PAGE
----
Monday, June 11, 2018

16 May 2018 - Day 5 - Last full day in Ho Chi Minh City

This morning when I was down for breakfast Ms. Yang told me that a couple of Indians would be occupying my room from the next day onwards for three days. From the large scribble board hung on the wall near the staircase I could make out that a fair number of Indians have stayed in the homestay before. The endearing remarks on the board did complete justice to the way guests are handled by the two sisters in the homestay. When I was nearly completing an extra cheesy omelette with cut fruits I met a couple from Hamburg, Germany who were in HCMC to celebrate their honeymoon. While the lady worked in a corporate office the gentleman worked as a chimney-sweep. I shared some information about what to do in the city in three days and the kind of foods that one could feast on. I also told them that they would be surprised how far their Euro would go in the city! They seemed to be bothered a bit about the climate in the city.

I was headed to the Bitexco Financial Tower first thing after breakfast. Ms. Yang found me a Grab bike – I did not quite understand why the App on my phone refused to work. I uninstalled and installed the App many times thinking that some update may have been missing. But, nothing seemed to make it work. Therefore, from the homestay I had to seek Ms. Yang’s assistance and everywhere else I had to depend on the goodness of a kind Grab biker who would accommodate me without an App booking. The latter was quite tough especially without knowing the local language. The weather was perfect for a 360-degree view of the city from the Skydeck of the Bitexco Tower. The tower, shaped in the form of a blossoming lotus flower, is the most iconic landmark in HCMC. The landmark is the proud proclamation of the Vietnamese people of their aspirations and resurgence.

There are two entrances in the Bitexco Financial Tower. The first is the one to access the offices that are housed in the tower and the second one is the one to the Skydeck. I came to know that one can visit the cafes located on the floors between 50 and 52 without an entrance fee but must order something in the cafes to lounge around there. The prices of items sold in the cafes, again I was told, could set one back more than the entrance fee to the Skydeck. Moreover, the information that a visitor could get from the Skydeck is far more than what one would get from the cafes. I paid the VND 200,000 entrance fee and got a ticket with a stamp that entitled me to a discount at the Saigon Opera House show. Before I got to the lift that would take me to the 49th floor of the tower I was asked to pose for a photograph that would later be photoshopped with the background of your choice. I politely declined the offer. Before I could feel it, I was exiting the lift on the Skydeck. When it was inaugurated in 2010 it was the tallest tower in Vietnam. It soon lost that claim to fame but continued to wow visitors with its views and iconic engineering presence. At 860 feet it is among the coolest tallest towers in the world. Free binoculars placed at regular intervals with touch screen computers that explain each landmark help you to identify the city’s icons and gives a synopsis of the development of the city, the importance of the landmark and the architecture. I spend considerable time there reading up from the touch screens and looking through the binoculars to get more familiar with the city. Also, the photographs and videos that I could get from there warmed the cockles of my heart. One must be careful to avoid reflections from the glass, as the Skydeck is fortified by a thick glass wall all around. The well-stocked souvenir shop has many takeaways, of course at a price, that could keep memories of the visit to the Skydeck and the city alive for many moons.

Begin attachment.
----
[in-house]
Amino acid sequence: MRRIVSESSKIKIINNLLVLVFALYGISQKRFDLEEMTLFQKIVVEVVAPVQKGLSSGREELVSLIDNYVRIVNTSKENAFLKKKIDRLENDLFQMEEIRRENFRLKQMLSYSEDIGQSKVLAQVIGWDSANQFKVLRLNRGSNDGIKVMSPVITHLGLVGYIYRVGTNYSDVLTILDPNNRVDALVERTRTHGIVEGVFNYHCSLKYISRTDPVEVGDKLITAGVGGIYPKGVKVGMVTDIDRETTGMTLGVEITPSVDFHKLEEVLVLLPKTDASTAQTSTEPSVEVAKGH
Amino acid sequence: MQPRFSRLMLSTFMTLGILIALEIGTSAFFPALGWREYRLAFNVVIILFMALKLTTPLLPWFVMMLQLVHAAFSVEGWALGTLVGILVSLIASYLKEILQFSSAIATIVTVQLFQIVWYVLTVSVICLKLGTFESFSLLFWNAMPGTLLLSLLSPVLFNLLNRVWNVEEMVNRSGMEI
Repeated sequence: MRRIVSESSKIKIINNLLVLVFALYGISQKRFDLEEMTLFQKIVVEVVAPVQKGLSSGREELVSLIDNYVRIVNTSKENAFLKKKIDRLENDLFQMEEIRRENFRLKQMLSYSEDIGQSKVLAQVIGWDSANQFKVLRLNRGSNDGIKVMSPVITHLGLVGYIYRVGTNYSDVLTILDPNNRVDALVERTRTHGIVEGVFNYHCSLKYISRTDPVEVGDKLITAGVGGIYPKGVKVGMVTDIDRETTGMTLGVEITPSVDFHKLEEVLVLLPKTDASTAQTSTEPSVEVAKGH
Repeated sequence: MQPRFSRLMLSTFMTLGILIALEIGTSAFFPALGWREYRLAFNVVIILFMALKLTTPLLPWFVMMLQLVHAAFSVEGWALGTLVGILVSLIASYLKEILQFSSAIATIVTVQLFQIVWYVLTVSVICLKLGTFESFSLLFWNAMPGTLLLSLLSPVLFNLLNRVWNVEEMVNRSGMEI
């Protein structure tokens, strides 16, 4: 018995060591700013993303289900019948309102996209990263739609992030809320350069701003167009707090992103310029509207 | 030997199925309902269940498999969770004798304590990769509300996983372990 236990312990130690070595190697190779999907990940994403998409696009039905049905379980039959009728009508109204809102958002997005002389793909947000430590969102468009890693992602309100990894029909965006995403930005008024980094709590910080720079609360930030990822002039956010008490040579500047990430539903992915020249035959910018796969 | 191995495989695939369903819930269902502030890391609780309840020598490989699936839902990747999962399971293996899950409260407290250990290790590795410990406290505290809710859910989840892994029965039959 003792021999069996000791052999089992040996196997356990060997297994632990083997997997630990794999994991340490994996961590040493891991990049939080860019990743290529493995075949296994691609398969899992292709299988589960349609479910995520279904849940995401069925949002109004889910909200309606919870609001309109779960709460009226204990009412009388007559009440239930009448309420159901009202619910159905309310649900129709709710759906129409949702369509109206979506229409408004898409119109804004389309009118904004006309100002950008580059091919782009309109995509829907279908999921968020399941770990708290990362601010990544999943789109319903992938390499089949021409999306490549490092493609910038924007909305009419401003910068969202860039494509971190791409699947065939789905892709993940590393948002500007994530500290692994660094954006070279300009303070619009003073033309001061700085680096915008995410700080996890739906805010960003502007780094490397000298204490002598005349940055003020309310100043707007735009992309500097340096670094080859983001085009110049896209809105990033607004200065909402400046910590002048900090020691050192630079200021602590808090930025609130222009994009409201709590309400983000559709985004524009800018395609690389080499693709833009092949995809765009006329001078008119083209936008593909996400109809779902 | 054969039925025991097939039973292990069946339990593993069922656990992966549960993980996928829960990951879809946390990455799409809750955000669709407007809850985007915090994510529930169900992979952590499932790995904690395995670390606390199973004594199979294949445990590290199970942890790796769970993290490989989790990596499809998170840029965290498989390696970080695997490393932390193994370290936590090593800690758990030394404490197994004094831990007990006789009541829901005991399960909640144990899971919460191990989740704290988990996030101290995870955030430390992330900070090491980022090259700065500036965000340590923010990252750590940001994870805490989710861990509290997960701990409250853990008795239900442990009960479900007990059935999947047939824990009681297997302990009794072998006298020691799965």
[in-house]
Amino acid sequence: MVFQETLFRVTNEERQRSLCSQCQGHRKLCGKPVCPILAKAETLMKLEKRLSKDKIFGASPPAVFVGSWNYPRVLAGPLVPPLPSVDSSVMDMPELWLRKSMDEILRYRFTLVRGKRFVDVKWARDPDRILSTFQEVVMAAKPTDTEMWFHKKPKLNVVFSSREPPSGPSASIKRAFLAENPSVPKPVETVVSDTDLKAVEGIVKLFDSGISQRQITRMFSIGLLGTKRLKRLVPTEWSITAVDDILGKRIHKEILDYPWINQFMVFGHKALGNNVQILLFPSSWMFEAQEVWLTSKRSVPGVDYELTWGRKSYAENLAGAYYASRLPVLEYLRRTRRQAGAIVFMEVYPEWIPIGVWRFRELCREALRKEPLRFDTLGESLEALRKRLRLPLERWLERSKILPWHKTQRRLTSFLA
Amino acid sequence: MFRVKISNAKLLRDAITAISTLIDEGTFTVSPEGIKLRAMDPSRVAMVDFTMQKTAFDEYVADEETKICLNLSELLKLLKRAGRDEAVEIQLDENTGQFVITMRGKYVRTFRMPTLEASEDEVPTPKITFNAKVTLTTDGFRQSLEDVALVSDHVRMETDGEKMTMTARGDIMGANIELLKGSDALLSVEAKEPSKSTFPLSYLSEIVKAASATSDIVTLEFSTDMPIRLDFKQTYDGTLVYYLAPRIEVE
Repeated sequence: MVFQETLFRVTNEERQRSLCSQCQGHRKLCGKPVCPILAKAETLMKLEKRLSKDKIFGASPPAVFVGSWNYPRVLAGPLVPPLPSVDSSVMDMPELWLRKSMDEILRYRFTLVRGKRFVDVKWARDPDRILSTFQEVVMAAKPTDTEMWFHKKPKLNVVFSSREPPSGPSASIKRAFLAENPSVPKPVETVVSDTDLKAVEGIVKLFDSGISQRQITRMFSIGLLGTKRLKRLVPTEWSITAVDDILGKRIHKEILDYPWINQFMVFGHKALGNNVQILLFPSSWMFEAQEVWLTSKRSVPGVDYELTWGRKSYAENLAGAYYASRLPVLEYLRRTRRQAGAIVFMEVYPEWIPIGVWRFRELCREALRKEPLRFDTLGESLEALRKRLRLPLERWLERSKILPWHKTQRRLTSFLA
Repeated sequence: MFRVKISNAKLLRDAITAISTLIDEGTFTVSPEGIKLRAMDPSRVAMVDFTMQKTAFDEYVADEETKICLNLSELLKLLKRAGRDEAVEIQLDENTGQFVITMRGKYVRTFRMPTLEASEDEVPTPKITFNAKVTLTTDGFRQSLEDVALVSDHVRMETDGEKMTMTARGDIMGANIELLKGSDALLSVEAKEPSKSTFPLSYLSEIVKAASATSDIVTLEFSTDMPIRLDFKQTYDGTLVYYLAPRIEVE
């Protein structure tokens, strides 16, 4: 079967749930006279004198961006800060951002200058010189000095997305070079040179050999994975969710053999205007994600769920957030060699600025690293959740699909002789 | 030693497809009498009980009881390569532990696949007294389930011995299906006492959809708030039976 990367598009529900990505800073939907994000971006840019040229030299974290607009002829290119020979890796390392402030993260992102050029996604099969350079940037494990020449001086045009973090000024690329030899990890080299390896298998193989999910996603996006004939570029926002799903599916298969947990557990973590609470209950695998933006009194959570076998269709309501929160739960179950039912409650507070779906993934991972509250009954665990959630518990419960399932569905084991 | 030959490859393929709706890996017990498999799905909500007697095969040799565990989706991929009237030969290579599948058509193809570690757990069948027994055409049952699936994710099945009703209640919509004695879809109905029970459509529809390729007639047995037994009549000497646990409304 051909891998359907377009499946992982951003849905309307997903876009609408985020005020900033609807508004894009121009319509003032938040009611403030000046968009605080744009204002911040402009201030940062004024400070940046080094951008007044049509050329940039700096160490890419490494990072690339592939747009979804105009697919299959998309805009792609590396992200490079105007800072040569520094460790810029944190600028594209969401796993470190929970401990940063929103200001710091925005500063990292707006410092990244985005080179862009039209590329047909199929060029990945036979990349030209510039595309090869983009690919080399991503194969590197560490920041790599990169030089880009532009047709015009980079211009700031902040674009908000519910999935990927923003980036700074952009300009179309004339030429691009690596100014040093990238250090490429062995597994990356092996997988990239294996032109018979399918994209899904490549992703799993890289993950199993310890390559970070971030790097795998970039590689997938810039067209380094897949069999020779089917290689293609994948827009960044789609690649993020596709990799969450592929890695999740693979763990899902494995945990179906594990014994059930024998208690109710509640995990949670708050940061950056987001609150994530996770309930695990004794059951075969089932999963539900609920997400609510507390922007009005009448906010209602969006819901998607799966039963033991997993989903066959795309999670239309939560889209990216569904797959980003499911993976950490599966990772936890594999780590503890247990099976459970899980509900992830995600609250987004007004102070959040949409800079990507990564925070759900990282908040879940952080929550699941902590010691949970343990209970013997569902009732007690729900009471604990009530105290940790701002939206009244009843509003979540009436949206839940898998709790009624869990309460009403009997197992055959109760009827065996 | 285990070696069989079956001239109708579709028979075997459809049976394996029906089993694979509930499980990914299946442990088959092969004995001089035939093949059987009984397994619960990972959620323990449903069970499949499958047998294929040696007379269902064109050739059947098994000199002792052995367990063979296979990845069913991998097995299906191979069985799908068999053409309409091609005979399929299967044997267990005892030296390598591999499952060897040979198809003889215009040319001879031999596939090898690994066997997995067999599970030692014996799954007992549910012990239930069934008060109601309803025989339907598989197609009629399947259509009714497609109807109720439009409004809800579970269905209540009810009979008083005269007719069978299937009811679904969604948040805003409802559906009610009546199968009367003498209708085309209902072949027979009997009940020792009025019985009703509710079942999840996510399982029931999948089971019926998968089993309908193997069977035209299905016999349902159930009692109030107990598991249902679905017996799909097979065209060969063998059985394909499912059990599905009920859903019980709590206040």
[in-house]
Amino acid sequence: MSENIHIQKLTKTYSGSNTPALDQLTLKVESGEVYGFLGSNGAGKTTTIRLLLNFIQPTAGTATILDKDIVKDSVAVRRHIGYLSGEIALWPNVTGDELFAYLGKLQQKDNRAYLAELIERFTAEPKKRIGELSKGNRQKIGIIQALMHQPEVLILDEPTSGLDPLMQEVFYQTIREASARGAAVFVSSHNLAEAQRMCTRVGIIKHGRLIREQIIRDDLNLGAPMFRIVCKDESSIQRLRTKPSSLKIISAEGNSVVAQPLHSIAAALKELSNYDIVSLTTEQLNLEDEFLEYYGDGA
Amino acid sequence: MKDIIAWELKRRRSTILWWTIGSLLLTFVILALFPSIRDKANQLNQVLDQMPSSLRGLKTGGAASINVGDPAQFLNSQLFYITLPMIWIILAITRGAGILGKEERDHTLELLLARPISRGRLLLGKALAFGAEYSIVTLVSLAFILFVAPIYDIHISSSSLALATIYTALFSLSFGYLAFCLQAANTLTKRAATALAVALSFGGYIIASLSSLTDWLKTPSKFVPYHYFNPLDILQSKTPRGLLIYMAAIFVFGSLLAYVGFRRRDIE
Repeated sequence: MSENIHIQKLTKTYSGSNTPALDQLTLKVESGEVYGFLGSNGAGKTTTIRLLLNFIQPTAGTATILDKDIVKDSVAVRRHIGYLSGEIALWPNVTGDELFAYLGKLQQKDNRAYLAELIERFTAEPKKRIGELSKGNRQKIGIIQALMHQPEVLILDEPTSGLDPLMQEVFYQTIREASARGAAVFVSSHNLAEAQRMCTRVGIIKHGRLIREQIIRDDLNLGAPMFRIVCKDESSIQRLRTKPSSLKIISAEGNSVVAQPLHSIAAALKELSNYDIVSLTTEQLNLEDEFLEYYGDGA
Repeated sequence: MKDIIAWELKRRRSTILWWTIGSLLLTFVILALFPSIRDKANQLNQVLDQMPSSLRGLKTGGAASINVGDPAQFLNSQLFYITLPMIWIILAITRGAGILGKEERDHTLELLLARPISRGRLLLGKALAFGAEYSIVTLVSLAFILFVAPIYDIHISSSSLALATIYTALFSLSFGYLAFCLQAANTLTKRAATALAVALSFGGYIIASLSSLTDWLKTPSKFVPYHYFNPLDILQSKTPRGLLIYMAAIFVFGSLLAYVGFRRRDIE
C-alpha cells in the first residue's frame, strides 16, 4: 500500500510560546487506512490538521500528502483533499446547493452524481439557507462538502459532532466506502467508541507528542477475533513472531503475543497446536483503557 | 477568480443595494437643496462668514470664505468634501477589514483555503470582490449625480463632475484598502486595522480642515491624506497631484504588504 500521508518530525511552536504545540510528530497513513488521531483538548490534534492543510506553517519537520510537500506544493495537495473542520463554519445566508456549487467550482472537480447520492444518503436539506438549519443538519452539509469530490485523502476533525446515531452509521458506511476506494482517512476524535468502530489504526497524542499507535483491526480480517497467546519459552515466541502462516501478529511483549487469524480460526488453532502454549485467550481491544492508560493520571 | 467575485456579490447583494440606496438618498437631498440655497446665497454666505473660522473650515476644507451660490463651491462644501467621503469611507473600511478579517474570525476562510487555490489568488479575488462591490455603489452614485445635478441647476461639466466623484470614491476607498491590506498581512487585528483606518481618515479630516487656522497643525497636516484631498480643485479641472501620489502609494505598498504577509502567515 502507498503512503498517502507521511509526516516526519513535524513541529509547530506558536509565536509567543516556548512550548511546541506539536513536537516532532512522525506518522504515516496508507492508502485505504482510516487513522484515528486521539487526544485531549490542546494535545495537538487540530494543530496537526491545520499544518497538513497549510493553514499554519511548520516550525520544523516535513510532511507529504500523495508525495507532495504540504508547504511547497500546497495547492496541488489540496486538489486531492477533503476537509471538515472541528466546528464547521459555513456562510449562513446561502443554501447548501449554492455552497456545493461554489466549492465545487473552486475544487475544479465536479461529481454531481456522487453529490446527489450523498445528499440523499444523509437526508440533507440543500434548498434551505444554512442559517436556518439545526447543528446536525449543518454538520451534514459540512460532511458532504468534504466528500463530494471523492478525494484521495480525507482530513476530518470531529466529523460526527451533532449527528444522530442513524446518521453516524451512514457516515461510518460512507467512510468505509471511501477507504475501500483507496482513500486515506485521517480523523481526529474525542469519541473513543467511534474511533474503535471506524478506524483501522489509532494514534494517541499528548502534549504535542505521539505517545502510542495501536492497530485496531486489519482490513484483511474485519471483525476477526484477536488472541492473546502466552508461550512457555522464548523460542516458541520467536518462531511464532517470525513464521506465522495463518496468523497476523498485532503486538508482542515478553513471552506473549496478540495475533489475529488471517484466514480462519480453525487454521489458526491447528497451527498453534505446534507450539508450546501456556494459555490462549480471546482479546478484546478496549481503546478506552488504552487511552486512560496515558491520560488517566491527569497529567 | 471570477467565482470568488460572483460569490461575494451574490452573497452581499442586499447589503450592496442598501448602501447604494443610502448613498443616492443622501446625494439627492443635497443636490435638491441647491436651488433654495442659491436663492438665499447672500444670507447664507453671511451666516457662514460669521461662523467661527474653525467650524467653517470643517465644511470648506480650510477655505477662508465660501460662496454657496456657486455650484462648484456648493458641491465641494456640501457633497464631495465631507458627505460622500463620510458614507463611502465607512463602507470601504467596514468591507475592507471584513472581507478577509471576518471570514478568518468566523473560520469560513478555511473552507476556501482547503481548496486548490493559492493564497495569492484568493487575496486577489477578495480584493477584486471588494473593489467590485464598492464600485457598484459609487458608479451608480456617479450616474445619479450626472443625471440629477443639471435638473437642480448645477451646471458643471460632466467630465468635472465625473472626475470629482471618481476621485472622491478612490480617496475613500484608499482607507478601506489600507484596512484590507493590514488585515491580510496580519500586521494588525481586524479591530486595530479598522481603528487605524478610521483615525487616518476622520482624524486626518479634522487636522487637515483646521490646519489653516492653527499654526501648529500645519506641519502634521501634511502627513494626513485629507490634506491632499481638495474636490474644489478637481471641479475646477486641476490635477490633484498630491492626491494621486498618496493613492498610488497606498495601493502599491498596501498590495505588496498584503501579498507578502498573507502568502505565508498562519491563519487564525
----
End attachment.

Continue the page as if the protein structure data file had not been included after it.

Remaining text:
HCMC is a city where you can literally shop till you drop. Having tried out the Ben Thanh market the previous day I walked to the Saigon Square market from the Bitexco Financial Tower. This is a market for bargain hunters. The air-conditioned shopping arcade is full of stalls selling fashion accessories, luggage and much, much more. Bargaining is the name of the game. Atrocious prices would be quoted, and equally atrocious bargain rates would be quoted back with no acrimony and distress. I struck deals for a few more T-shirts after scouring the markets thoroughly. Across the road from the Saigon Square market is the five-story Takashimaya shopping mall for an upscale shopping experience. This is the first Japanese store in HCMC that displays a wide range of goods from Japan, in particular, and Europe and US, in general. You name the brand and it is there, be it apparel, jewelry, ceramic, watches, toys or luggage. What fascinated me was the large food court with popular Japanese food kitchens offering quality sushi, sashimi and ramen dishes. Being close to lunch time the food court was quite active and, I am sure, that this is the place to come to see the largest grouping of Japanese in the city!